Inside The Bills

Chandler eager to be go-to guy

Posted by Chris Brown on July 5, 2013 – 9:19 am

Scott Chandler was a go-to guy for former Bills QB Ryan Fitzpatrick, as evidenced by his 12 touchdown receptions the past two seasons. Now he has the challenge of convincing not one, but two new quarterbacks that he can be the same reliable target for them.

As we profiled in our Top 25 Questions until Training Camp today, Chandler has to try to blend in quickly after not taking part in any of the team segments of practice in the spring.

“You want to be the guy that those guys are able to rely on in any situation,” said Chandler. “Obviously I want to get out there and show them that they can throw it up and I’m not going to let the defender get it. I’m going to go get it.”

Chandler is expected to be full go from the start of training camp, perhaps taking a day off every three or four days of practice.

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Powell thankful for battle with Moorman

Posted by Chris Brown on July 4, 2013 – 9:03 am

As we profiled with the beginning of our daily Top 25 questions until Training Camp on today, the punter competition figures to be even stiffer than it was last summer. Brian Moorman edged out then rookie Shawn Powell at the start of the season, but Powell got a call back a month later. Now the shoe is on the other foot for Powell, who as the incumbent has free agent Brian Stahovich breathing down his neck.

Powell believes the competition he had with Moorman served him well in preparation for the current competition he’ll face in training camp.

“There are going to be good punters out there. In this business everywhere you go there’s going to be stiff competition,” Powell said. “With Brian, it really helped me with the competitive edge and being able to understand what competition is all about.”

Of course Stahovich gained similar experience competing in Colts training camp last season, only to lose out in a battle with Indianapolis incumbent punter Pat McAfee.

Powell appears to have the ability to kick with superior hang time, but he’ll have to do it consistently to beat out a quality candidate in Stahovich. This very quietly is shaping up to be a very entertaining competition.

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Lee glad to have front row seat

Posted by Chris Brown on July 20, 2012 – 8:40 am

Bills QBs coach David Lee has been coaching quarterbacks for 38 years, but the competition that will ensue for the backup job behind Ryan Fitzpatrick in training camp next week has him as excited as ever.

“That competition between Vince and Tyler is going to be something special,” Lee told “It’ll be fun to watch.”

Lee will have a front row seat as he’s worked with both players through the spring tightening up some of their footwork fundamentals much like he has with Fitz. Young brings actual game experience to the competition, while Thigpen brings a well-versed knowledge of Chan Gailey’s system with him. It’s likely to come down to the preseason games, but it will figure to be one of the more interesting position battles at St. John Fisher.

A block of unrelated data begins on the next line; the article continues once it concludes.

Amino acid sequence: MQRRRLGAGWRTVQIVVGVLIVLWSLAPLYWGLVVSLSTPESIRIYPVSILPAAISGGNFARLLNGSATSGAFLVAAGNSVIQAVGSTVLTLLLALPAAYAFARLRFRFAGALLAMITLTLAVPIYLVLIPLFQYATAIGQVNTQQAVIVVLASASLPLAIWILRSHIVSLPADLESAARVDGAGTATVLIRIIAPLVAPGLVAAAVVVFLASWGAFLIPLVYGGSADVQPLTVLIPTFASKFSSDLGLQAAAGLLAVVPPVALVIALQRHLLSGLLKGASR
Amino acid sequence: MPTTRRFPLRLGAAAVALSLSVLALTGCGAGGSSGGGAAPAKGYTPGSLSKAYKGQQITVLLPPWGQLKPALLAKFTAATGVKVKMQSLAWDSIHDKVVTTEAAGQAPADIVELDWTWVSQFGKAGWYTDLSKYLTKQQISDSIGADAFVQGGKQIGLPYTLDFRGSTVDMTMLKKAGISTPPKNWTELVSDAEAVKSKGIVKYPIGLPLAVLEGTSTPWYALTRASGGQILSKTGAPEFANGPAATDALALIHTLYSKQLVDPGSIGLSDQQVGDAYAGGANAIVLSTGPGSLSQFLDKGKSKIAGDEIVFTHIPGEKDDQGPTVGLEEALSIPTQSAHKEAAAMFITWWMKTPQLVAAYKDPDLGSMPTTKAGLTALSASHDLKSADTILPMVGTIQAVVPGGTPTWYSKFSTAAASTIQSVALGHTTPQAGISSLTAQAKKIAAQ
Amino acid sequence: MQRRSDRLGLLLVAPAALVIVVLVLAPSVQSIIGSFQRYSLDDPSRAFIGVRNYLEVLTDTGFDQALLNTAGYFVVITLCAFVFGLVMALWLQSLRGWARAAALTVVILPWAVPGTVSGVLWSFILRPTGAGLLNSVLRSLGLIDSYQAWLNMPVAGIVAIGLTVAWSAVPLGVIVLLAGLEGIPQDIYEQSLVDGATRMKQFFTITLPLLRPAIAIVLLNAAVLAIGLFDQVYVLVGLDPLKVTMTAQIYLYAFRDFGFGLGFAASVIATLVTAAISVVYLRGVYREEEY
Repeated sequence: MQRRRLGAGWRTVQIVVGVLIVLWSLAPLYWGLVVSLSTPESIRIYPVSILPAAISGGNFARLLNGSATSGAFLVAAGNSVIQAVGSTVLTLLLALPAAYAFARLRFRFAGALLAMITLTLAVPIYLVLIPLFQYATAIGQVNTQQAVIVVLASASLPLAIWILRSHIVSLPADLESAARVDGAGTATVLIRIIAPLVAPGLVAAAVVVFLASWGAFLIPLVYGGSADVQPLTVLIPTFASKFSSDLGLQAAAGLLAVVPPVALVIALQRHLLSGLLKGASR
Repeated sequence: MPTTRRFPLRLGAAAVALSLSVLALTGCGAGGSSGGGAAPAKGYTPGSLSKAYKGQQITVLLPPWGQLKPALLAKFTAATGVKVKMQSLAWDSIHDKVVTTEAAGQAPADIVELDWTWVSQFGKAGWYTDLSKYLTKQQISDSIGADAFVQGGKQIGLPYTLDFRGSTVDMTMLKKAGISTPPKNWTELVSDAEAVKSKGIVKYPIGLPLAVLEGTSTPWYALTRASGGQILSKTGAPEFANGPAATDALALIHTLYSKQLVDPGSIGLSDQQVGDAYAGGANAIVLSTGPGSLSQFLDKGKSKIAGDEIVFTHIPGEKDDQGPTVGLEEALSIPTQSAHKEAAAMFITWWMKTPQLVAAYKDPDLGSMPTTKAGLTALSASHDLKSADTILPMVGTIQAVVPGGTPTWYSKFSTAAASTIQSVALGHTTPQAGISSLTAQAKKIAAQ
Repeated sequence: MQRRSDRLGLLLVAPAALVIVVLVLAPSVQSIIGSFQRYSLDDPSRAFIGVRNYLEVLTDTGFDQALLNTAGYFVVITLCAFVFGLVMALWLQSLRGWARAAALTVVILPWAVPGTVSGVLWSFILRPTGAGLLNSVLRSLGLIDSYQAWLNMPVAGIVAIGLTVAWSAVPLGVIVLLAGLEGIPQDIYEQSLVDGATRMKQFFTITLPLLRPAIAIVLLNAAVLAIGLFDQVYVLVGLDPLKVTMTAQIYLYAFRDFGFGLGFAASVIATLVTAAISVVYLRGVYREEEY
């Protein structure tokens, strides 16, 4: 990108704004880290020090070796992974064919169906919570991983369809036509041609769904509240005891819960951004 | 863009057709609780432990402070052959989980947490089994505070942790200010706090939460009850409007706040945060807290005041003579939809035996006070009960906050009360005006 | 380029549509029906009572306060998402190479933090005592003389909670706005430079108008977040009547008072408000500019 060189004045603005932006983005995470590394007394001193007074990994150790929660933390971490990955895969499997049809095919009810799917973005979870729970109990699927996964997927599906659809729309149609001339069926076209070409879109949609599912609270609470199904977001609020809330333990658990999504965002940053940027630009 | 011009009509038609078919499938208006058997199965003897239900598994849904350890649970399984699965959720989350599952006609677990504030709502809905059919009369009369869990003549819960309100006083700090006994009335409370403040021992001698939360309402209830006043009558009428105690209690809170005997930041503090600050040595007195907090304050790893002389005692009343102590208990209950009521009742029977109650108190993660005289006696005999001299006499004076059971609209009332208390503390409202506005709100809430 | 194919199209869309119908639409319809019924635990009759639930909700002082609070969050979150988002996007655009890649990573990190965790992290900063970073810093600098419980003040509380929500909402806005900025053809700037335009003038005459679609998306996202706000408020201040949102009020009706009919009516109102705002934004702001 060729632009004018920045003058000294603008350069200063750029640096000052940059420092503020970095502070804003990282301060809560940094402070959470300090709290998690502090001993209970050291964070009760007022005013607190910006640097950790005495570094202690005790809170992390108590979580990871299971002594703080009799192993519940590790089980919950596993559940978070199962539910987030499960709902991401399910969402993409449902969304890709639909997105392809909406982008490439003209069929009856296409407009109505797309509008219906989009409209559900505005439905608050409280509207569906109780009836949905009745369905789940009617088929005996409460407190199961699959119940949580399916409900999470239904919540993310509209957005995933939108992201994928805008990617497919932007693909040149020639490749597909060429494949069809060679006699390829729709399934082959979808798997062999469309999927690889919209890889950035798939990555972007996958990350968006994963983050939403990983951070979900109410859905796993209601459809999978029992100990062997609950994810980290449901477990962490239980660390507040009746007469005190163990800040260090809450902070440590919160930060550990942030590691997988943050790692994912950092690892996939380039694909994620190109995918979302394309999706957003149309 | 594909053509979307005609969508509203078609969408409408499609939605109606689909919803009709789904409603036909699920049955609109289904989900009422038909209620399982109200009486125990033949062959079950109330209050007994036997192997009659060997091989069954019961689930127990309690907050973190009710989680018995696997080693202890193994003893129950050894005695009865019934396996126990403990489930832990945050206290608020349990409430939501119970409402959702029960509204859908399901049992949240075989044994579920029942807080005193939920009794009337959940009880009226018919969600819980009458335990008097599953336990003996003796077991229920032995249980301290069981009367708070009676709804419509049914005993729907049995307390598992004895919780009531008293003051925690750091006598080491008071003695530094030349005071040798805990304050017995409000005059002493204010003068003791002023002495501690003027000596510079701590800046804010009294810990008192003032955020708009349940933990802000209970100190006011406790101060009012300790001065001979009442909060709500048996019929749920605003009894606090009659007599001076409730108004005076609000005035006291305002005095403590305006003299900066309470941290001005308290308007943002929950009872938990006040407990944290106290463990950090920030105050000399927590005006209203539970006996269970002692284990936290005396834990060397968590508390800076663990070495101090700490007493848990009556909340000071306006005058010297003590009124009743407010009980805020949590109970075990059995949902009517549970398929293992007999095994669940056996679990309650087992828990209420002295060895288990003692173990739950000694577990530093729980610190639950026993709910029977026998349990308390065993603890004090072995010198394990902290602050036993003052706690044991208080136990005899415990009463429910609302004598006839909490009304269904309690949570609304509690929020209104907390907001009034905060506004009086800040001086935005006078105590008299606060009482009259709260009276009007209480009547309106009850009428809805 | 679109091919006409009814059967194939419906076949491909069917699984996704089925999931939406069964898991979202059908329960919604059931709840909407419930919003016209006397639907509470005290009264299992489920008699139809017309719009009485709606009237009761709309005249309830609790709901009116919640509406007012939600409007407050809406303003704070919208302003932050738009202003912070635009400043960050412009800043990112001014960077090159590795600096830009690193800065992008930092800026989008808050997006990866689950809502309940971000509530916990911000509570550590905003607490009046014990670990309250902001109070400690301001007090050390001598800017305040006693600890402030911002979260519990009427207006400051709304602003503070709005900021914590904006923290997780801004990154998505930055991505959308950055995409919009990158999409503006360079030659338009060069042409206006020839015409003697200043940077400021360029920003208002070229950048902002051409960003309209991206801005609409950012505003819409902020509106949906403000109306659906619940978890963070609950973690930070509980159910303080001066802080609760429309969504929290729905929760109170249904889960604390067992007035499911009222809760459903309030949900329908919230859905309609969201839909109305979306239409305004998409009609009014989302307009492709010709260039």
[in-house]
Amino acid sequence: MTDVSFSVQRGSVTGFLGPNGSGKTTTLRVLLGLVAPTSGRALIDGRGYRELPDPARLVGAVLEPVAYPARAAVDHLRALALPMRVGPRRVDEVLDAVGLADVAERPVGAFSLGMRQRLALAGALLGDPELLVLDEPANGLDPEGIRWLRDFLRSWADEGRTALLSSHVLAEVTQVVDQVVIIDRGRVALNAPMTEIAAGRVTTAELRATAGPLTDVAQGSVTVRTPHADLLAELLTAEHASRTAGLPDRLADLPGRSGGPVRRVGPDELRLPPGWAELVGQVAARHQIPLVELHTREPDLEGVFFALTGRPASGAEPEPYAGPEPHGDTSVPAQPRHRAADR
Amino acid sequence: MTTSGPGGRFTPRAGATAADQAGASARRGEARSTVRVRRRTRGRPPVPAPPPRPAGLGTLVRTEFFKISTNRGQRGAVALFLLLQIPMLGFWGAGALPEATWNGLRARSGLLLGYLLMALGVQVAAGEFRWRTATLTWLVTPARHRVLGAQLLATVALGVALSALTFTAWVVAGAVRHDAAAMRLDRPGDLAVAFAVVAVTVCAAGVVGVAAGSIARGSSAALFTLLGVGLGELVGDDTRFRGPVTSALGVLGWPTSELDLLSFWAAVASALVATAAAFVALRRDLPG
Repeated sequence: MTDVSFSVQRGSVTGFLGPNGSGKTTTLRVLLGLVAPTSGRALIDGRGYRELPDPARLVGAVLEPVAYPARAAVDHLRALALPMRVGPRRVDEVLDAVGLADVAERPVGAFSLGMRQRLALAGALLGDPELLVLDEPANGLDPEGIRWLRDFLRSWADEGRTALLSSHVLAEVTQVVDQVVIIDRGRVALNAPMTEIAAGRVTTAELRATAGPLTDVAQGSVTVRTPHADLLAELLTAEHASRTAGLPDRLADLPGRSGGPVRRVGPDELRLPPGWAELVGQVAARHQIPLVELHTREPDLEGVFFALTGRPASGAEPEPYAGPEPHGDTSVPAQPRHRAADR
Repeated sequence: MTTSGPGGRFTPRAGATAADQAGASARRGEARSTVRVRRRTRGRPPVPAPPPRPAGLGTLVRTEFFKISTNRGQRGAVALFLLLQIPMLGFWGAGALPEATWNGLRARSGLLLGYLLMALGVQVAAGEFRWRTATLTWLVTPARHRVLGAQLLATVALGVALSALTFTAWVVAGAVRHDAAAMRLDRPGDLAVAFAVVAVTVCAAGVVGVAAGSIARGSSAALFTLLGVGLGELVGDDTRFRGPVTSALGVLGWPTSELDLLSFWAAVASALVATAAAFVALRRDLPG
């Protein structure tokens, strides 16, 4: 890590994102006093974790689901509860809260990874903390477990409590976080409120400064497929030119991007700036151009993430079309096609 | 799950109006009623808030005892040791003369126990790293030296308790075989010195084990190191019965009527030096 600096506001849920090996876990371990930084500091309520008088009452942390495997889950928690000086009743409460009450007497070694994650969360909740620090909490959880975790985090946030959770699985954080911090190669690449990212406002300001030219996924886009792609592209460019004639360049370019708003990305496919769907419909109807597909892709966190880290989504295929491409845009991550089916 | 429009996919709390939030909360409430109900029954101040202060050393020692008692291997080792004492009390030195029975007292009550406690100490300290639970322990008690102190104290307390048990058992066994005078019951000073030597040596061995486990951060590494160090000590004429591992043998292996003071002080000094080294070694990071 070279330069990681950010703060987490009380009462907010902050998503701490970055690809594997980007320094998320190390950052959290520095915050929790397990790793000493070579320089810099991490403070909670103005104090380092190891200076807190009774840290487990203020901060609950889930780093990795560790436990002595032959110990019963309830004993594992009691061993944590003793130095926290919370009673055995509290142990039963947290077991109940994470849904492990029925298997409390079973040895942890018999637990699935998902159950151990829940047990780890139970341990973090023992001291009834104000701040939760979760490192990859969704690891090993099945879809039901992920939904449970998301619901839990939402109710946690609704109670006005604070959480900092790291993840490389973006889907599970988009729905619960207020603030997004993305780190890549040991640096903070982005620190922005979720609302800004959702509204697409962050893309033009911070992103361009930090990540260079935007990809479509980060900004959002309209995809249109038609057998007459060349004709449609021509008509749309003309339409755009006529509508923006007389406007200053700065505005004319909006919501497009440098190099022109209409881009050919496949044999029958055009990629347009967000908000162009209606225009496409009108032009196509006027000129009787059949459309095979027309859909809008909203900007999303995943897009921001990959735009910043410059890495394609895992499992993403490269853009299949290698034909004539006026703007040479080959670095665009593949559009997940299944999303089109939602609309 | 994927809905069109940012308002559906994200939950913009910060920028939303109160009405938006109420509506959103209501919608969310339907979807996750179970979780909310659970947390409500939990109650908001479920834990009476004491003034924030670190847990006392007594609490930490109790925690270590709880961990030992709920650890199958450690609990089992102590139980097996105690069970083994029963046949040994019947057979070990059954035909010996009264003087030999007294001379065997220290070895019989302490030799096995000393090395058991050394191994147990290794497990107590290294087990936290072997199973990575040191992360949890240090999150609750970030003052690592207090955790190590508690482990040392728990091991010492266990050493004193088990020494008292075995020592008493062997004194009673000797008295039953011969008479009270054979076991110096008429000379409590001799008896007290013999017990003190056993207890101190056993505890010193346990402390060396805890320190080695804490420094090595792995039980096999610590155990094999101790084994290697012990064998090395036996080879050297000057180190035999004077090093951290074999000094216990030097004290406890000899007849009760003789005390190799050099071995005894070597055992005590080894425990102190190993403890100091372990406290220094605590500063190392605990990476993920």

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Lee & Fitz: Mutual respect

Posted by Chris Brown on July 16, 2012 – 8:18 am

As we examine the question of whether Ryan Fitzpatrick can be an upper echelon quarterback in our Top 25 questions until training camp series today (Monday), part of the reason he’s likely to improve is QBs coach David Lee. The reason that Ryan Fitzpatrick and QBs coach David Lee clicked right away is because Fitz was open to trying new things to improve his game. Of course Lee’s 38-year record of improving quarterbacks didn’t hurt either.

“From what I’ve seen I think that relationship is very good and very strong,” said head coach Chan Gailey. “I think they both have a great deal of respect for each other. I don’t see any reason that it should be any different as time goes on.”

Lee said he respects Fitz’s toughness. Seeing him get back up after the hit he took from London Fletcher and stay in the game is what sold him. But he also likes Fitz’s demeanor when things aren’t going right.

“I think the biggest thing is in his eyes when he does something good and he does something bad and when he has a bad day, how does he react,” said Lee. “In his eyes is he shook a little? Does it bother him or does he know he’s good and know he’ll get it corrected. I see that (sense of calm) in him. His eyes just tell me a lot about when things go bad. That’s what I like about him right now.”

“Knowing I wasn’t where I needed to be at the end of last year I didn’t think there were a few simple things that I was doing wrong that would be able to fix it,” said Fitzpatrick. “Lee pointed some things out and that’s been really eye-opening for me and something that really will help me improve this year.”

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Shep’s run ‘D’ targets

Posted by Chris Brown on July 15, 2012 – 9:49 am

In our exclusive 1-on-1 interview with Kelvin Sheppard we asked him if there was payback on the minds of Buffalo’s defenders heading into this season after taking their lumps the last few years in terms of stopping the run. Shep said they took notes as to who dished it out to them the worst.